Editorial: Reading program is a good additionThere is something important happening this summer at North Trail Elementary School. Kids, freed from the burden of assignments and homework and tests, are coming to school and checking out books. They’re reading, and they’re having fun doing it.
There is something important happening this summer at North Trail Elementary School. Kids, freed from the burden of assignments and homework and tests, are coming to school and checking out books. They’re reading, and they’re having fun doing it.
Considering the concerns that exist about learning lost over the course of the three-month summer vacation, that is a big deal.
The program is simple enough in practice. Students come in and find books that look interesting. They read them, then take an online test about the content. If they want, they can add a circle to a paper caterpillar on the wall to demonstrate their progress to anyone who cares to notice. We suspect by the end of the summer there will be some pretty big caterpillars.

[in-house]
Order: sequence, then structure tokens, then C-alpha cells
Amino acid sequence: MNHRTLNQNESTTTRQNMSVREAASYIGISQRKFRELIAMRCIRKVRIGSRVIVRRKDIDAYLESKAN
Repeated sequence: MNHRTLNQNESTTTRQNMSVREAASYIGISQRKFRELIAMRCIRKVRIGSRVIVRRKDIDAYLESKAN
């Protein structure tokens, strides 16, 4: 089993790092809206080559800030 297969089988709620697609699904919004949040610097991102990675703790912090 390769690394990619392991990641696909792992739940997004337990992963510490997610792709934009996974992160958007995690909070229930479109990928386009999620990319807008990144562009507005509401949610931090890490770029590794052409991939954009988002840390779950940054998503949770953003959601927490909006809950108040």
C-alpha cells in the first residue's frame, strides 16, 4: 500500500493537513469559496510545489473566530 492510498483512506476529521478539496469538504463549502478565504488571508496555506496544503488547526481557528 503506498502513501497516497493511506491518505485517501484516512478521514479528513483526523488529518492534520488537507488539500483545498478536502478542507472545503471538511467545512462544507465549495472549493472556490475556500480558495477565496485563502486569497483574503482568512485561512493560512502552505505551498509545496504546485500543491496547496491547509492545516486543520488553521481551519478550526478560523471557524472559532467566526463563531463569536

There is more to the program than that, of course. Media specialist Terese Jones has put in a lot of work to make the program appeals to students. She has chosen themes for each week during the summer and put together special materials and activities to go with topics like space or farming. She is finding a way to bring fun to a topic some students might find boring or intimidating.
Jones is removing barriers that might otherwise keep students from fine-tuning a vital skill at a time when shoring up reading skills can pay huge dividends. Fine-tuning reading skills early on can help students build a solid base for future learning.
This isn’t the only effort going on this summer in the Farmington School District. Schools around the district do what they can to keep kids interested in education.
We think it’s great efforts exist like this one at NTES. We think it’s great parents are bringing their kids in to check out books -- and maybe even checking some out themselves -- and we think it’s great North Trail’s Parent-Teacher Partnership has found a way to pay for it.
It seems like a simple thing, but we expect it will pay big dividends.